Norwegian annual report 2013

CEO's remarks

The 2013 financial year was one characterized by expansion and reorganization. Norwegian is developing from a Scandinavian airline to a global player. This transition requires new thinking in terms of how we do business, with both flexibility and a willingness to change as our key competences.

Amid growth and change, we marked our seventh consecutive year of net profit. However, given the eight per cent reduction in unit cost we had hoped to report better margins. Profit was set back by teething problems with our Dreamliner aircraft, while a warm and sunny Nordic summer reduced bookings in the important months of July and August. Similarly, profits were hampered by capacity investment and increased competitive pressure during the second half of 2013.

Norwegian was named “Best Low Cost Airline in Europe” by SkyTrax and “Low cost airline of the Year” by Air Transport News, a testimony that passengers enjoy a superior product for affordable fares. In total, 20.7 million passengers chose to fly with us, an increase of 3 million over 2012.

All of our markets enjoyed significant overall growth, with 81 new routes on offer. Capacity in terms of seat kilometers increased by 32 per cent, two thirds of which was in the Nordic core market. In the continental European market, growth was attributed to the new UK and Spanish bases. Starting in April, Londoners could choose from 20 new Norwegian routes to the Mediterranean and, in October, Warsaw, Munich, Hamburg, and Cologne became non-stop destinations from our Spanish bases.

The most significant milestone was the launch of the long-awaited flights to North America and Southeast Asia. The first flight departed from Oslo on 30 May bound for New York; Stockholm followed suit the day after. By year-end Norwegian operated flights from Scandinavia to New York, Fort Lauderdale, and Bangkok, and we had begun the sale of tickets to Los Angeles, Orlando, and San Francisco.

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Financial performance

Net profit was NOK 322 million, equivalent to a net profit margin of two per cent. Pre-tax profit came in at NOK 437 million compared to NOK 623 million last year.

Teething problems with the Dreamliner and unusually good weather in the Nordic countries during the important summer months had a combined negative effect on earnings amounting to NOK 374 million.

Revenues were influenced by planned capacity investment across the business and by increased competitive pressure in the Scandinavian market in the second half of 2013. Our primary competitor, with a unit cost more than 70 per cent higher than Norwegian, has priced its tickets at levels not supported by its cost level.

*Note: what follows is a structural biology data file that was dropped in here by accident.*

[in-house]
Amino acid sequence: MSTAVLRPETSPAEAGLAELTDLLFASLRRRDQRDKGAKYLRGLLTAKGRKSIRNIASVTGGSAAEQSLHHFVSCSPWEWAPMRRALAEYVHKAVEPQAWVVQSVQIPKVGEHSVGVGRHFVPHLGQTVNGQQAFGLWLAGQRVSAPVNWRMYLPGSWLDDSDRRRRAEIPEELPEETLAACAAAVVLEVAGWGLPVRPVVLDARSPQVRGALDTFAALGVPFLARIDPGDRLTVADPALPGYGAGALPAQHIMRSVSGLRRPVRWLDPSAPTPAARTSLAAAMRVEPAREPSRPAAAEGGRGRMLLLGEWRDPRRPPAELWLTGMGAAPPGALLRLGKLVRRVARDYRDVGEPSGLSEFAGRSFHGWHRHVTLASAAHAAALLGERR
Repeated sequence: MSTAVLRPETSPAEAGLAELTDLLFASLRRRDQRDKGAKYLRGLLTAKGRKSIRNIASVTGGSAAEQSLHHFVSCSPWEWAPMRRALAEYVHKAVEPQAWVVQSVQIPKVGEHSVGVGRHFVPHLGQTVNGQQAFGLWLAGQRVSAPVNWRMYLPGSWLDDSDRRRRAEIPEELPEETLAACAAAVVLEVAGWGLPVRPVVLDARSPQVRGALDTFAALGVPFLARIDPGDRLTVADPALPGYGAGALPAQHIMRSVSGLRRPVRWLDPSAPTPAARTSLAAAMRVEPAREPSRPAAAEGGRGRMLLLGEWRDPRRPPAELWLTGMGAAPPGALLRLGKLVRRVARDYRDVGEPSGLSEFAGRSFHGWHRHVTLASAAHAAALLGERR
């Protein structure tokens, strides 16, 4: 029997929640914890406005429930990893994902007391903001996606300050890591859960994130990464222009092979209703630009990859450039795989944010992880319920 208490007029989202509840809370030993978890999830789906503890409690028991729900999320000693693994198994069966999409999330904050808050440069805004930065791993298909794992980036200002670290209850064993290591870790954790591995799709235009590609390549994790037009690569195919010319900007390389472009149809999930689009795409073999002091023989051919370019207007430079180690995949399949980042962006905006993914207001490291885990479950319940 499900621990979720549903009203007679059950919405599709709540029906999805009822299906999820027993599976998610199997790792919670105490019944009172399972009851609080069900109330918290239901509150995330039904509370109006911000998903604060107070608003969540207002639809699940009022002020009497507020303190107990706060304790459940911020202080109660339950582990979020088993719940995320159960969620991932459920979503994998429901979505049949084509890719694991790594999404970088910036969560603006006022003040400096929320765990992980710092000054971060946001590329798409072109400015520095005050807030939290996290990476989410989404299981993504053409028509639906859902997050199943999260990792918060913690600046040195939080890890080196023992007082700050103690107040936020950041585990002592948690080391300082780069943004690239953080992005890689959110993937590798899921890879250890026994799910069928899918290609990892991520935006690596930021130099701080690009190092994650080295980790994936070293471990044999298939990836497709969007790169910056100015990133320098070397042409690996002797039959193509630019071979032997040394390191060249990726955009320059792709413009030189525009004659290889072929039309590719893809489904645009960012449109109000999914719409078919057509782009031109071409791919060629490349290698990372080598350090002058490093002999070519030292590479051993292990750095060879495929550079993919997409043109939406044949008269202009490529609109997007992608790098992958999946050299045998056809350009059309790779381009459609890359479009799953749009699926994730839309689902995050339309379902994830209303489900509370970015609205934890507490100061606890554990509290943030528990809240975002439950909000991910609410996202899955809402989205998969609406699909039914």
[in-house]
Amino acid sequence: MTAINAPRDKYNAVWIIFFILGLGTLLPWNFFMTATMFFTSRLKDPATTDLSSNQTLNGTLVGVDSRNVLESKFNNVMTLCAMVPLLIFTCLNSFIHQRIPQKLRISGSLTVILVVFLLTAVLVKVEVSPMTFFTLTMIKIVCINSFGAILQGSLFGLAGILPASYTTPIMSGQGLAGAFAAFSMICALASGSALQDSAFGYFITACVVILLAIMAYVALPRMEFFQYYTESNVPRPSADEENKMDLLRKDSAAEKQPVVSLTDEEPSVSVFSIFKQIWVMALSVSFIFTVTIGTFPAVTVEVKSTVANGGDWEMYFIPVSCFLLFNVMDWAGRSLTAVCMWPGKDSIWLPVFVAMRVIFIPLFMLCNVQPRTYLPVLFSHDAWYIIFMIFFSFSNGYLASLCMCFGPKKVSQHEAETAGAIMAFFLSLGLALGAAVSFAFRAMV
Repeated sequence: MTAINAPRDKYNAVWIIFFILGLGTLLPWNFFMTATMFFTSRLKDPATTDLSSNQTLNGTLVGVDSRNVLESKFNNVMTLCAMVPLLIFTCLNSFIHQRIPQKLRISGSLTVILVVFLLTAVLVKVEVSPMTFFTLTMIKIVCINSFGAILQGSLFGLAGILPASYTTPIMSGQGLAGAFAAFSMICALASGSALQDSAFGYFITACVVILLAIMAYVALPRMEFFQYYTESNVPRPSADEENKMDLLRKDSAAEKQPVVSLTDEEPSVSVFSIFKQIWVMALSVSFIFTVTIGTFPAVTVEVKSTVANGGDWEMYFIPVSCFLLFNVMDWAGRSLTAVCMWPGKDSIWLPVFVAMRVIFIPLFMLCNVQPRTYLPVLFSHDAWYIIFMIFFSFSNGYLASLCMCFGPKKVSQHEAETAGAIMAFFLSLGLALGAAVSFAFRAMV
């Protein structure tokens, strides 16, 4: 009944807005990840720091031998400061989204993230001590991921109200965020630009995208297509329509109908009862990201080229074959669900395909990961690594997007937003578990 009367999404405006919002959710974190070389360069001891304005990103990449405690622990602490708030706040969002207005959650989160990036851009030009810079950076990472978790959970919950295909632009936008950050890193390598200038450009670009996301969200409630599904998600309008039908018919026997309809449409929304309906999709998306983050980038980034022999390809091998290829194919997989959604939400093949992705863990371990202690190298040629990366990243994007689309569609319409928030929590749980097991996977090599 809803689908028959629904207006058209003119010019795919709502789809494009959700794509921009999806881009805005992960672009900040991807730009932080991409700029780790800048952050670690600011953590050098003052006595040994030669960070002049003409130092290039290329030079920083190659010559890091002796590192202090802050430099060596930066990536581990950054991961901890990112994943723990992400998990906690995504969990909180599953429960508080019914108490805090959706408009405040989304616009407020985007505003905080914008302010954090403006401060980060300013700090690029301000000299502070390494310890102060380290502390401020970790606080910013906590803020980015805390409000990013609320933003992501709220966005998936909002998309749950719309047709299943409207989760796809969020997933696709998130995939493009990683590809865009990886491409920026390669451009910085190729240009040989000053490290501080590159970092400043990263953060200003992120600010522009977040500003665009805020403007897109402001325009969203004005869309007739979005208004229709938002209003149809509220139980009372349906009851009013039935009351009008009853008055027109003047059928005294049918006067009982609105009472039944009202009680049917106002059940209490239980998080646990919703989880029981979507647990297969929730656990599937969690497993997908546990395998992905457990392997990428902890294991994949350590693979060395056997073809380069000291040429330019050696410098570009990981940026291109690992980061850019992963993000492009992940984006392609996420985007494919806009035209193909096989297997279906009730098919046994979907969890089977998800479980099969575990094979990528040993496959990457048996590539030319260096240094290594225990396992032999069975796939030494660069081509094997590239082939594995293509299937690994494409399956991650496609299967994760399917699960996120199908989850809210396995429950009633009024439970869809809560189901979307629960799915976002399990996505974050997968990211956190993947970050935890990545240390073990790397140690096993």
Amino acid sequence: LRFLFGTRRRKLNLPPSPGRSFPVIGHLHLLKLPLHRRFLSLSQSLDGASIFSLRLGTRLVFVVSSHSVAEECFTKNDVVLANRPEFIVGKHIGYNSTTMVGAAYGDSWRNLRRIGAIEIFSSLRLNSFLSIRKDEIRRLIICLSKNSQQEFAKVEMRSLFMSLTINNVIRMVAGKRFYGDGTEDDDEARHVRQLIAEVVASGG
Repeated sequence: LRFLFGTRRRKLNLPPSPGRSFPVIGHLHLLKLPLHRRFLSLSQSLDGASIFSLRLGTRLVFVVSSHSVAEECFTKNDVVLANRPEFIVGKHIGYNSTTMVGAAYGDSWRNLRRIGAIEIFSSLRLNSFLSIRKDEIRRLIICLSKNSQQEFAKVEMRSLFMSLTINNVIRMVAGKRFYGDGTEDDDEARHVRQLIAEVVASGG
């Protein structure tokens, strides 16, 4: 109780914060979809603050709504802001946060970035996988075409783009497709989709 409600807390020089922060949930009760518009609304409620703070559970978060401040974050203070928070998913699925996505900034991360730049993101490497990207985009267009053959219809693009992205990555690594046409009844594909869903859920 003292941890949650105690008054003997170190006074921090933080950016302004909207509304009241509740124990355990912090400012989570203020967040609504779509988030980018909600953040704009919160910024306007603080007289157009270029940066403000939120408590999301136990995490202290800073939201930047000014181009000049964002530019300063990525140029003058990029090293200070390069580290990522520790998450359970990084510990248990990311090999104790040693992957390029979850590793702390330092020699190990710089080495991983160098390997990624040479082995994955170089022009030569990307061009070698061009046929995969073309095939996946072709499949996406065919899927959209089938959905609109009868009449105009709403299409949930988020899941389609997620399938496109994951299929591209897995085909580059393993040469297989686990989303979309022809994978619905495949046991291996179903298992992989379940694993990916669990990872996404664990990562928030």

The unit cost (CASK) decreased eight per cent excluding fuel and six per cent including fuel. An even larger proportion of cost-efficient Boeing 737-800s in our fleet, an overall larger scale and a longer-than-average sector length were the primary drivers. A growing share of our operations is based outside the high-salary region that is the Nordic countries, whereby we align our crew costs to the local competition where we fly. Dreamliner operations to Southeast Asia and North America did not make a positive contribution to unit cost during the first year, even when adjusted for the Dreamliners’ teething problems, although this was anticipated due to the initial small-scale nature of the operation as well as its start-up costs


Capacity investment & product

In 2013 capacity growth (ASK) was 32 per cent, making Norwegian one of the fastest growing airlines in the world. A third of this growth can bes attributed to entirely new markets. There was also significant expansion in our existing markets, with ASK growth of 17 per cent in Norway, 23 per cent in Sweden, 29 per cent in Denmark, and 56 per cent in Finland.

Big is not necessarily beautiful. At Norwegian we believe growth must be profitable, whether it be less, equal to, or more than the market average. Dumping the ticket price to attract traffic is done at the push of a button – the hard part is lowering the cost level correspondingly.

Our business model is based on high volume and competitive low fares.  When adding new capacity, particularly in markets where we have a limited prior presence, we actively use our agile cost structure to stimulate volume. Capacity investment in new markets has a temporary softening effect on unit revenue, but low fares are an effective allurement for prompting customers to try what we offer. Hands-on experience for passengers is significantly more effective than a random billboard or TV commercial.

Norwegian’s value proposition is the ability to offer a superior product at a lower cost. We operate one of the youngest aircraft fleets in the world using eco-friendly aircraft with generous legroom, fresh and modern interiors and state-of-the art entertainment systems. About 80 per cent of the aircraft used on our European, Middle Eastern, and North African routes are Wi-Fi equipped. The aircraft used on longer routes to Southeast Asia and North America all have individual Android-based in-flight entertainment systems featuring movies, music, moving maps and even an in-flight electronic snack bar.